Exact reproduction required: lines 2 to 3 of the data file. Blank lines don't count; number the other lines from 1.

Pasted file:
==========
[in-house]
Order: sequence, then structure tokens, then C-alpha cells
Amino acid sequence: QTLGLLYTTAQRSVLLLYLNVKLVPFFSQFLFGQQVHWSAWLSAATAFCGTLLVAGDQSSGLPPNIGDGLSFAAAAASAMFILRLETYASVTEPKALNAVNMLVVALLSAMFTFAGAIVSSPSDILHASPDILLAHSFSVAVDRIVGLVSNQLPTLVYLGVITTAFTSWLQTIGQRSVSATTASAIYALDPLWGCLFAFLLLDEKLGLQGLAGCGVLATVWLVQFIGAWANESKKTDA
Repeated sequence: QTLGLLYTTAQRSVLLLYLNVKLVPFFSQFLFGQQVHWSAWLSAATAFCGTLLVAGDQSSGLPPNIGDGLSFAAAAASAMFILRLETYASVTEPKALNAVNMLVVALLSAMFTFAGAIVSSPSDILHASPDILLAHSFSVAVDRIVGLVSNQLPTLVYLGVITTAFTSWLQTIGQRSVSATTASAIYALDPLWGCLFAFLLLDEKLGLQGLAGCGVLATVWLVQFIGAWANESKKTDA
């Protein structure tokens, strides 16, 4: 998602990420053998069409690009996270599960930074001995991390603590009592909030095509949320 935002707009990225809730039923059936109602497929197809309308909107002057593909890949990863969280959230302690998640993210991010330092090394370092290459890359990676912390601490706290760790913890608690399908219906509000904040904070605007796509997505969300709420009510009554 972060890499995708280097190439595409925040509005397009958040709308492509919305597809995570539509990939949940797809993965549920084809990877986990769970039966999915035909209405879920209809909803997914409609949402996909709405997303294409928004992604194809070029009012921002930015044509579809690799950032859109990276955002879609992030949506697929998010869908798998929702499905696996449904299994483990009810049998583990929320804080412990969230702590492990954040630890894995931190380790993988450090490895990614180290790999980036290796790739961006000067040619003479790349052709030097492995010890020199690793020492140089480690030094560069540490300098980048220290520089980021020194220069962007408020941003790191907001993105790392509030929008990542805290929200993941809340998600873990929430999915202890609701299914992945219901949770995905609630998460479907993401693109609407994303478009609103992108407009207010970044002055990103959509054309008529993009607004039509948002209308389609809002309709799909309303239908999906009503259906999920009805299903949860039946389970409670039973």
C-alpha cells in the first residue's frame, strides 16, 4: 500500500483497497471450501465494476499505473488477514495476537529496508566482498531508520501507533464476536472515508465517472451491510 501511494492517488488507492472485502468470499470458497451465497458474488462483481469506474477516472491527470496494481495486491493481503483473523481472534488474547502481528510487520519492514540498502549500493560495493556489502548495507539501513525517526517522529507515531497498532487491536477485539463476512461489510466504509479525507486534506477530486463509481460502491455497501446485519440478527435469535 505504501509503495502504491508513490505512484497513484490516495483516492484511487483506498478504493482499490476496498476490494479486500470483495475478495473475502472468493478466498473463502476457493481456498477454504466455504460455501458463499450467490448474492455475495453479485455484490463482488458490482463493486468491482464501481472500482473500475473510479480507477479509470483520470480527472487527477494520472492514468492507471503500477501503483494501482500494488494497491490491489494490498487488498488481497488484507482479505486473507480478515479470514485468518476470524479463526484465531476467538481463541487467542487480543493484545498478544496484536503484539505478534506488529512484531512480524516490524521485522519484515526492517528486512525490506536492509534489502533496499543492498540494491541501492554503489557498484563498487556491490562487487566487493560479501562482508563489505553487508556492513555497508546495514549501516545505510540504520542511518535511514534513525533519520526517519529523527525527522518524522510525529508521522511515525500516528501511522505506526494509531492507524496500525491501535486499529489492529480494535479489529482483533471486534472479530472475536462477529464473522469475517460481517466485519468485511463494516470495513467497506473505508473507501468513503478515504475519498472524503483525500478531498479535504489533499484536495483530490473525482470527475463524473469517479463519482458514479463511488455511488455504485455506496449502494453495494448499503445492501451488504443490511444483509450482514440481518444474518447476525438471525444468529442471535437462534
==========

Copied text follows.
Order: sequence, then structure tokens, then C-alpha cells
Amino acid sequence: QTLGLLYTTAQRSVLLLYLNVKLVPFFSQFLFGQQVHWSAWLSAATAFCGTLLVAGDQSSGLPPNIGDGLSFAAAAASAMFILRLETYASVTEPKALNAVNMLVVALLSAMFTFAGAIVSSPSDILHASPDILLAHSFSVAVDRIVGLVSNQLPTLVYLGVITTAFTSWLQTIGQRSVSATTASAIYALDPLWGCLFAFLLLDEKLGLQGLAGCGVLATVWLVQFIGAWANESKKTDA